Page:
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Immigration Reform? Hahahahaha!

The ongoing debate over immigration in the States and Europe is cause for some introspection on being an expat now well-past five years.

In my life, I have been an expat for roughly a decade, with the longest stretch being the current Indonesian adventure.  One assumes that the term 'expat' refers primarily to folks who go about it in a legal manner, with all the appropriate stamps and permits to carry on the daily routine of life, since one rarely hears the term applied to those who do not.

Currently in the US, there is a tremendous amount of hand-wringing over 'immigration reform', which involves granting amnesty to illegals, forgiving back taxes and offering various incentives to help them on their way up the social ladder.  The US immigration system is a farce by any measure and laughable to those of us who endure the rigors of other nations' policies.

Let's take Indonesia as an example of what most of the world considers immigration policy.

Here, a 30-day tourist visa costs $25 on arrival.  You can get a 60-day visa outside the country for around $45, plus any agent fees and such.  The 30-day visa is extendable up to 90 days at $25 per month.  The 60-day visa is extendable up to 180 days with the same $25 per month.

Beyond that, you can obtain a 6-month and one-year visa, called a KITAS, that is concomitant with an IMTA work permit.  You must have the KITAS to get the IMTA, but the former does not guarantee the latter.  For one year, it runs about $2,000, all in.  If you get the one-year visa, then you must get the NPWP, or taxpayer number.

You are liable for tax on all income from whatever source anywhere in the world until the NPWP is cancelled - even if you leave Indonesia.  To cancel the NPWP is a 6-month process with a guaranteed tax audit for all the years you have been in-country.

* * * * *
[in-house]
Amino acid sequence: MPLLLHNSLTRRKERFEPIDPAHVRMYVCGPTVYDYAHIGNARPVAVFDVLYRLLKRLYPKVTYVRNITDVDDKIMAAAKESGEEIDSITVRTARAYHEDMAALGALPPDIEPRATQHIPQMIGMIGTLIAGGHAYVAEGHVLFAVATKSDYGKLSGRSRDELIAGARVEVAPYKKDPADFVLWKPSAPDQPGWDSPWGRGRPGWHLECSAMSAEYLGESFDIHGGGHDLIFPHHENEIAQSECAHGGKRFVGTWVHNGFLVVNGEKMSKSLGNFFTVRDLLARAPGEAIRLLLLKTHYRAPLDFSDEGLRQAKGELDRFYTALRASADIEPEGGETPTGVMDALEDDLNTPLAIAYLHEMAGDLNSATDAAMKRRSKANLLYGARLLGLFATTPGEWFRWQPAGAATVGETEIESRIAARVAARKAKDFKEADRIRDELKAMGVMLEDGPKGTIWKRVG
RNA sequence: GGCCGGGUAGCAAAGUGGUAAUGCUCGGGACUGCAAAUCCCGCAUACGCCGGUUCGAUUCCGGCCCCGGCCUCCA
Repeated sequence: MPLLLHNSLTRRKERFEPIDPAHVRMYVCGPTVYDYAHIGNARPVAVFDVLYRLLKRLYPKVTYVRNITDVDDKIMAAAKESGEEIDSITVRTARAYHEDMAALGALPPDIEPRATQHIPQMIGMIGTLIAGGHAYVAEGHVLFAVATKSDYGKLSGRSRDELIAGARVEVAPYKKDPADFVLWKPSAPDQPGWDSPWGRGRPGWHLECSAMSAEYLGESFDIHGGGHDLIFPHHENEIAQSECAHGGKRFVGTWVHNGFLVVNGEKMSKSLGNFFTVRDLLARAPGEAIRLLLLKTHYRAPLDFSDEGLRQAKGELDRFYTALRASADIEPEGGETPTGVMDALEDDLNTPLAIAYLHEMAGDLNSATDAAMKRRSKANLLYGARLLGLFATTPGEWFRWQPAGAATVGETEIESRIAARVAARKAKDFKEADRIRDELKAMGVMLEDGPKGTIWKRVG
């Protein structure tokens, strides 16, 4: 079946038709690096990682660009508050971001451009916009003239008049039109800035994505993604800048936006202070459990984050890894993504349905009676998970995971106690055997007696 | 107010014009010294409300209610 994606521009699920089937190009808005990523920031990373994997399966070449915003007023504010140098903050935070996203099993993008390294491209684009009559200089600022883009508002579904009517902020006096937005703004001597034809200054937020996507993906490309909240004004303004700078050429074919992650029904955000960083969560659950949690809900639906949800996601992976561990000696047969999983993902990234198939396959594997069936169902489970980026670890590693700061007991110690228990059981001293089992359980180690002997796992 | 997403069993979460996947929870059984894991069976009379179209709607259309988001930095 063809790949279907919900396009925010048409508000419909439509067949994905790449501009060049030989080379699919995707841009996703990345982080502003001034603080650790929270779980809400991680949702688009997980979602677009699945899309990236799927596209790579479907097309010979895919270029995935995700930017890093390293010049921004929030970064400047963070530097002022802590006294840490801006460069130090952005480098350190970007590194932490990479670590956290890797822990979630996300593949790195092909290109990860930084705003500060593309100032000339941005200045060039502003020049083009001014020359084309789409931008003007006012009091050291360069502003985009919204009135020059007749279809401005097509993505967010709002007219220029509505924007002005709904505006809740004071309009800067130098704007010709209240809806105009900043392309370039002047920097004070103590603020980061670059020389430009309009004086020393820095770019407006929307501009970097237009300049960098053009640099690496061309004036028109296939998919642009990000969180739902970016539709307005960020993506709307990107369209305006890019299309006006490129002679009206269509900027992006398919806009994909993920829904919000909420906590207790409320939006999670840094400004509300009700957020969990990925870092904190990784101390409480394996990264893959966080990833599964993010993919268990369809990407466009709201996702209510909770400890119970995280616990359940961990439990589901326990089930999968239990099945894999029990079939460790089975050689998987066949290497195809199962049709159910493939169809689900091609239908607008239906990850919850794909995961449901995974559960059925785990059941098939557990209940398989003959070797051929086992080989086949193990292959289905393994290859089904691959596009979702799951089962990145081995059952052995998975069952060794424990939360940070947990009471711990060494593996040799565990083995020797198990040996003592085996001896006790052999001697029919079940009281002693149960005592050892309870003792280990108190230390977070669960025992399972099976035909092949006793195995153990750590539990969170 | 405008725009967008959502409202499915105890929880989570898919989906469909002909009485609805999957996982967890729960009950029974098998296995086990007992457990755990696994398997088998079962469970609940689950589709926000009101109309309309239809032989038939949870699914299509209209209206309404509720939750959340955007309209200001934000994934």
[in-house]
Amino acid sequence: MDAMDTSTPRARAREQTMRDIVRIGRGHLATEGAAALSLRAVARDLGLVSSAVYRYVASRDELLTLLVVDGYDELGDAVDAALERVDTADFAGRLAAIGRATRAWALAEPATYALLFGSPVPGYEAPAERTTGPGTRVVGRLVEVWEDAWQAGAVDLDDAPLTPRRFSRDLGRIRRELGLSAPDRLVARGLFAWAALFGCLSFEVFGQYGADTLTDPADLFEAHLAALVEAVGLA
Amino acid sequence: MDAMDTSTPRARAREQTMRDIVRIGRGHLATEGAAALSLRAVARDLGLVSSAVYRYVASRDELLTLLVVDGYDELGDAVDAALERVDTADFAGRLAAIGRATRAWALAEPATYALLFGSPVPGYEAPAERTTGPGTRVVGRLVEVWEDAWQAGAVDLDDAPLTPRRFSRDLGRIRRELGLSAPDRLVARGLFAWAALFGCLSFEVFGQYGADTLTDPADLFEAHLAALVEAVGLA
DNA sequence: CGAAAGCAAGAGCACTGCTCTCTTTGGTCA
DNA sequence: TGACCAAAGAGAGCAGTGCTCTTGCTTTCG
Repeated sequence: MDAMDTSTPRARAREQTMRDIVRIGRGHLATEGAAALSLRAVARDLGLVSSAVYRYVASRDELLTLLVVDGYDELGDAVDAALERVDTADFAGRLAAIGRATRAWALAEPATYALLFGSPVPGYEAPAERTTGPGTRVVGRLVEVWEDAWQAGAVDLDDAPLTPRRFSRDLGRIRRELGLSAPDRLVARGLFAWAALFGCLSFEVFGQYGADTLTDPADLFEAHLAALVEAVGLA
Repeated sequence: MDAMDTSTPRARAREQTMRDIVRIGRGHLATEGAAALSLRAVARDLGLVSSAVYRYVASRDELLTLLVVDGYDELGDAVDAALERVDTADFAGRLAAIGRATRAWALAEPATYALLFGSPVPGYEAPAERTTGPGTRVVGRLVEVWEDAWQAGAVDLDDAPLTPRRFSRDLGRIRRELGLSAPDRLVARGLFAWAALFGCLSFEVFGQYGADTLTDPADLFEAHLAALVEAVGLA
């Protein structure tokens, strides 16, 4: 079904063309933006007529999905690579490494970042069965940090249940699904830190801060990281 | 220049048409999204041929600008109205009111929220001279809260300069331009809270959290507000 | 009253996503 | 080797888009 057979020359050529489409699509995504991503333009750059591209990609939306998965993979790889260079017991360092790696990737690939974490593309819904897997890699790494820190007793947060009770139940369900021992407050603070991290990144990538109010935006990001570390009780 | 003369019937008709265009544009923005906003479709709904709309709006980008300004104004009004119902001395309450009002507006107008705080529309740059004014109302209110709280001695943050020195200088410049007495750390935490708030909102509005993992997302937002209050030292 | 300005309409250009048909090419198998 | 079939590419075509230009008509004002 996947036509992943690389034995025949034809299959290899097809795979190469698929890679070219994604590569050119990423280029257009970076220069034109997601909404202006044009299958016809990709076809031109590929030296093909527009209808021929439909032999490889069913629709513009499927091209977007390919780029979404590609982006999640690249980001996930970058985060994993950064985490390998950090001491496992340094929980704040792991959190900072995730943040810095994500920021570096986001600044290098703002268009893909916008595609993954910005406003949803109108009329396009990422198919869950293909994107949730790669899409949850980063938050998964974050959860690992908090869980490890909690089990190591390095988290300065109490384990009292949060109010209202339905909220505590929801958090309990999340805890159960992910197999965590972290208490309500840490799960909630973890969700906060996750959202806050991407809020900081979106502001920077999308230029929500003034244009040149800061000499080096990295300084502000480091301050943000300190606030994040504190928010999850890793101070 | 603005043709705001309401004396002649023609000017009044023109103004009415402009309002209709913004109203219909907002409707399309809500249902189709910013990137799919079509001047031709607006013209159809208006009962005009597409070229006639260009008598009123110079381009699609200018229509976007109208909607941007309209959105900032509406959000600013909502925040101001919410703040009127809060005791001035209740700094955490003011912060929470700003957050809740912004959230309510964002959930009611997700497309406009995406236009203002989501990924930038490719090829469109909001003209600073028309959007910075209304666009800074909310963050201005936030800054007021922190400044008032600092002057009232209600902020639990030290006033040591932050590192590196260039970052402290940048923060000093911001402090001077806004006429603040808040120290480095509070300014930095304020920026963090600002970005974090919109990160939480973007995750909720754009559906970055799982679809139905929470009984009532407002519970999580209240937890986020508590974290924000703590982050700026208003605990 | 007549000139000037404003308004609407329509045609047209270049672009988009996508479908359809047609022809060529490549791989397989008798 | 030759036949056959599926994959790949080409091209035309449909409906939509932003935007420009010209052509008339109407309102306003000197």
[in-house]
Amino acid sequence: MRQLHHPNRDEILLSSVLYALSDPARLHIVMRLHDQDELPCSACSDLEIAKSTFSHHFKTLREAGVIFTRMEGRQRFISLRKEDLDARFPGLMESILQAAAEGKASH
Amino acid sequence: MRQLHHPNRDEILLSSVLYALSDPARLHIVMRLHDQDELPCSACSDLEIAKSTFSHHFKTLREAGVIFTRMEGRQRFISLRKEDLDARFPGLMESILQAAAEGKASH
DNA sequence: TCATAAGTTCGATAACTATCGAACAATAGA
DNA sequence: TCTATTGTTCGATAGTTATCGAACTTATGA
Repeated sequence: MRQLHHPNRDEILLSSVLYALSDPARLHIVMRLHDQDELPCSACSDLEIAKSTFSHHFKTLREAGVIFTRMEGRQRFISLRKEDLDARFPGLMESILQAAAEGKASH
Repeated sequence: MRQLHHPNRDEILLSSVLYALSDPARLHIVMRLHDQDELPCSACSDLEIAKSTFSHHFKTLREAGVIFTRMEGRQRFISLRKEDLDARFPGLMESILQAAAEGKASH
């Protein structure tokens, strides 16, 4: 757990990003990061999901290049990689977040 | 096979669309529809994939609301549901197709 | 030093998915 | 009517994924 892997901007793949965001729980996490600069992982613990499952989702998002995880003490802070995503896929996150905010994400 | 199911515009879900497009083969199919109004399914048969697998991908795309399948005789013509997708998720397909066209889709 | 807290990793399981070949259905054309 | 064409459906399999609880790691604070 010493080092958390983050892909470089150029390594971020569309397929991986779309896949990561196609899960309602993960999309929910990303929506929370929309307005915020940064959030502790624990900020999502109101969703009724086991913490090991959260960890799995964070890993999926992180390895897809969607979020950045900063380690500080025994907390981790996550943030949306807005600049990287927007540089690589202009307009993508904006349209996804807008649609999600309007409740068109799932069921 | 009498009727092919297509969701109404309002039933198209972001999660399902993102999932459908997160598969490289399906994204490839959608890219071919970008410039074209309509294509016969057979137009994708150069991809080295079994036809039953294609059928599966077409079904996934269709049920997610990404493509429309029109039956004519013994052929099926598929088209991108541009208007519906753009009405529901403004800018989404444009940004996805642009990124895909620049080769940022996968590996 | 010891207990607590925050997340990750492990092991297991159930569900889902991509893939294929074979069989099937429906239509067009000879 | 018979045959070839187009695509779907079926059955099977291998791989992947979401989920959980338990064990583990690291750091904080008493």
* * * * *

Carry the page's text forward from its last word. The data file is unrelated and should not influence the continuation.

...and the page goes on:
In all cases, you must either maintain a valid ticket out of the country, or your employer is required to pay your ticket out at the end of the contract.  This is to ensure that if you are deported, you pay your own way.

Furthermore, foreigners can not own any property outright.  You can co-own it with a spouse, but if your spouse dies or divorces you, you have one year to divest the property or face confiscation.  The best you can hope for otherwise is hak bangunan, which gives you full rights to property for up to 30 years, and is renewable one time.

The biggest reform to Indonesian immigration laws in the past two decades was the creation of a 10-year KITAP, or permanent resident visa.  This is only available to expats married to locals and so far does not come with the IMTA - that's extra.  It costs $5,000, and because there are yet no controlling regulations issued for them, it is nothing but a big shaft.  One story I heard was that an expat got one after months of strenuous effort, only to have it cancelled when his employer applied for a work permit.  It was replaced with the standard one-year KITAS.

If you want to become an Indonesian citizen, the you must hold a KITAP for some mysterious amount of time.  Then your application will go through a Kafka-esque process until it reaches the president's desk, where he must sign it and publicly declare you a citizen.